Write What You Know

DeWeese

As an emerging writer, I hear that advice a lot. I think we all do. But what does it really mean? Before a writer can write about a subject or topic, she must experience it. Which is not to say that it isn’t possible to research a subject and then write about it as if you’re an expert, or at least know what you’re talking about, but it is saying that when you experience something, you must own the emotional aspects associated with it, and that will come through in your writing.

Now you know why I am not a travel writer. I wish I were, but I don’t travel often. Travel writers get paid big bucks. No, I’m a prime example of a starving artist. I work menial labor jobs to scratch out a living, and seek out cheap entertainment. But I do write what I know.

When I started out freelancing, I knew one thing. I loved to write, and I wanted to find a way to make a living at it. When I filled out the application for Examiner.com, I had to pick a category to write on. I chose writing, and as the Southern Colorado Literature Examiner, I covered writing events in southern Colorado and wrote author profiles and book reviews for Colorado authors. I served in this capacity for six years, not because I was getting rich off it, but because I loved what I was doing. I met many Colorado authors, most of whom I’m still in contact with, I got free ARC copies of books for review and I occasionally was able to attend some great writing events, such as the 2013 Pike’s Peak Writers’ Conference, 2012 Writing the Rockies Conference and Performance Poetry Readings, with wonderful poets such as word woman, Rosemerry Wahtola Trommer. The money was never an issue for me, (I maybe made a whole $20 during the whole six years I wrote for Examiner), but the perks were great. It may have actually played a role in my acceptance to Western State Colorado University as a graduate student in their low-residency Creative Writing program, since I had interviewed and written a three part profile on the then director of their poetry concentration, David J. Rothman. But I digress.

When I applied to write for Demand Media writing How-to articles, they didn’t have a lot of call for articles to do with writing, so I had to think. What else did I know? I started out with simple things like How to Put a Chain Back on a Huffy 10-speed Bicycle. I’ve always been an avid gardener, since I helped my grandfather plant petunias when I was a little girl, so I ended up writing a lot of gardening How-tos, like How to Grow Vegetables in a Bathtub. The topics I wasn’t as familiar with required a minimal amount of research, like The Best Potting Soils for a Vegetable Garden and I had references at hand to look up anything I needed. At $8 per article, the research had to be minimal. If I spent too much time researching, the time spent wouldn’t prove to be profitable.

As I mentioned, I don’t do a lot of traveling, and my entertainment is limited by my pocketbook, but I’ve learned to write about the things I do know. You won’t catch me writing about the Emmies, or the Oscars, or $100 a ticket charity fundraisers, because I’ll never be at one of those events and I know very little about them. What you will see me writing about are weird, off the wall things like, How Writing is Like Building a Storage Shed, or Getting in Shape for Writing, which combines my own experience, with building or exercise, with my knowledge of writing.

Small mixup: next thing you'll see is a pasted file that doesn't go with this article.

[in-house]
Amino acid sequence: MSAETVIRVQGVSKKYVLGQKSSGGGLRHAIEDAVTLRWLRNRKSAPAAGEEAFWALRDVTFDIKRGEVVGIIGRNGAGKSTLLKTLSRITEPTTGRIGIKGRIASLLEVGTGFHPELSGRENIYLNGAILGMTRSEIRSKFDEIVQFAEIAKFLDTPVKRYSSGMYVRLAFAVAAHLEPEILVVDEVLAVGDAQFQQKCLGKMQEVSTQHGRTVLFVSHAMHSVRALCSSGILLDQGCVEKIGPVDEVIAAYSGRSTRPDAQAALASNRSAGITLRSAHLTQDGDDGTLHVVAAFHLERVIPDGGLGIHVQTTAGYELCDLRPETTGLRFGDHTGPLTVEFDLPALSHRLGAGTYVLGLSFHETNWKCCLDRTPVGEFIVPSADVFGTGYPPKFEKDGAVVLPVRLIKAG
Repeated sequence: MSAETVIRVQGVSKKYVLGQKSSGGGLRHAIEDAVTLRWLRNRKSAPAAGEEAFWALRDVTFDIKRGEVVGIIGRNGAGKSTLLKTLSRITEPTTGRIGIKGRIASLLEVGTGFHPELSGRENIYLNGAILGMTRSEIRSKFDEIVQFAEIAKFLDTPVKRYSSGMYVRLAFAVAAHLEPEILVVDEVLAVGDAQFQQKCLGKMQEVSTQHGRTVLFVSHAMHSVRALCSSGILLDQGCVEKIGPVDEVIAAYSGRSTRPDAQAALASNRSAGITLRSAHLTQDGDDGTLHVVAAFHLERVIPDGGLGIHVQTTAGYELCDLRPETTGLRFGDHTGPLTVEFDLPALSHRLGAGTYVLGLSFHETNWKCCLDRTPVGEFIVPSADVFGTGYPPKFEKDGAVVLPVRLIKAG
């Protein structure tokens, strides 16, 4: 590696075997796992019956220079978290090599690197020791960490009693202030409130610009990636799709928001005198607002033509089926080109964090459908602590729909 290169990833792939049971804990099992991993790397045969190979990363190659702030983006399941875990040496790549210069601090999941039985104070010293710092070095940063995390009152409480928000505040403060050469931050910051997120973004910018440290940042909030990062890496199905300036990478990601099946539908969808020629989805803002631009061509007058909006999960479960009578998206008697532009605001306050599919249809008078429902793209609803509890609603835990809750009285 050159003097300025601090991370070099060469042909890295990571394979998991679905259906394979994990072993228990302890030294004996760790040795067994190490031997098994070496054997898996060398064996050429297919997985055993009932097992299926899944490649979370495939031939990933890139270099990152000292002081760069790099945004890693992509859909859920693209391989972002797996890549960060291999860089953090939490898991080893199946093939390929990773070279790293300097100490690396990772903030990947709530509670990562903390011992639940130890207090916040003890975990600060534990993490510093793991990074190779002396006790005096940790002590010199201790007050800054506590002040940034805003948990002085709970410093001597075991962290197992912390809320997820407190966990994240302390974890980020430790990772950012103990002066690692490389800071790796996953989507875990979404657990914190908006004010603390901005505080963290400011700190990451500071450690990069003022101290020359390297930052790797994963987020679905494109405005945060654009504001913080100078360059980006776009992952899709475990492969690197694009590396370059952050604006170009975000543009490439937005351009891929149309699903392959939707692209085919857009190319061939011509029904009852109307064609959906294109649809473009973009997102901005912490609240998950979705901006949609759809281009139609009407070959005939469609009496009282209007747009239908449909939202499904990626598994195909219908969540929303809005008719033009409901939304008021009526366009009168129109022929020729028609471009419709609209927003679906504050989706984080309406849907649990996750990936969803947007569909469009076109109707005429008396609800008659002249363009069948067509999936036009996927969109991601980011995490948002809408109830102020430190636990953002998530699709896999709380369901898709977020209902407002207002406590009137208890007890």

Of course, that doesn’t work with everything. My experiences on this day involved digging a ditch. Somehow, that just doesn’t seem as creative building a shed. But I could always write a fictional story in which the characters dig a ditch. You see, “write what you know” applies to fiction, too. My whole children’s series, My Backyard Friends, feature characters based on the birds and wildlife that frequently visit my mountain home. I wrote a short story one time that developed from a visit to Lake DeWeese, not far from my home. It was about a woman who walks naked into a waterfall and disappears. The funny thing about that story, titled, The Woman in the Water, was that my narrator turned out to be male, giving it a very interesting twist. But it was still based on the experience I had, hiking up to the top of the dam, and then sitting, gazing down into the waterfall.

It really is important to write what you know, for although some can “fake it” convincingly with just research, in most cases, the readers know. When the words on the page don’t feel genuine, like they’ve come from deep within the author, readers can’t quite buy in to what they’re being told, whether it is something being explained to them in an article, or a fictional story they’re being asked to believe. And if readers can’t buy in to the story, or feel the authority in the author’s voice, they are often left feeling unsatisfied, with the promise of the premise unfulfilled.

In short, what is really meant when someone says “write what you know”, is that you should draw from your own experiences, whether they be many or few, and inject a little bit of yourself with words that come from deep within into your writing. Let the readers feel the same emotions you feel when you write about your topic, or create your story. Write honestly, and the readers will feel that, too.

 

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One Comment on “Write What You Know”

  1. […] or Rejection – Which Do You Prefer?; A Writer’s Life is No Bowel of Cherries; Write What You Know; Discouragement or Motivation?; What Ever Happened to Heather Hummingbird?; How You Can Help Build […]


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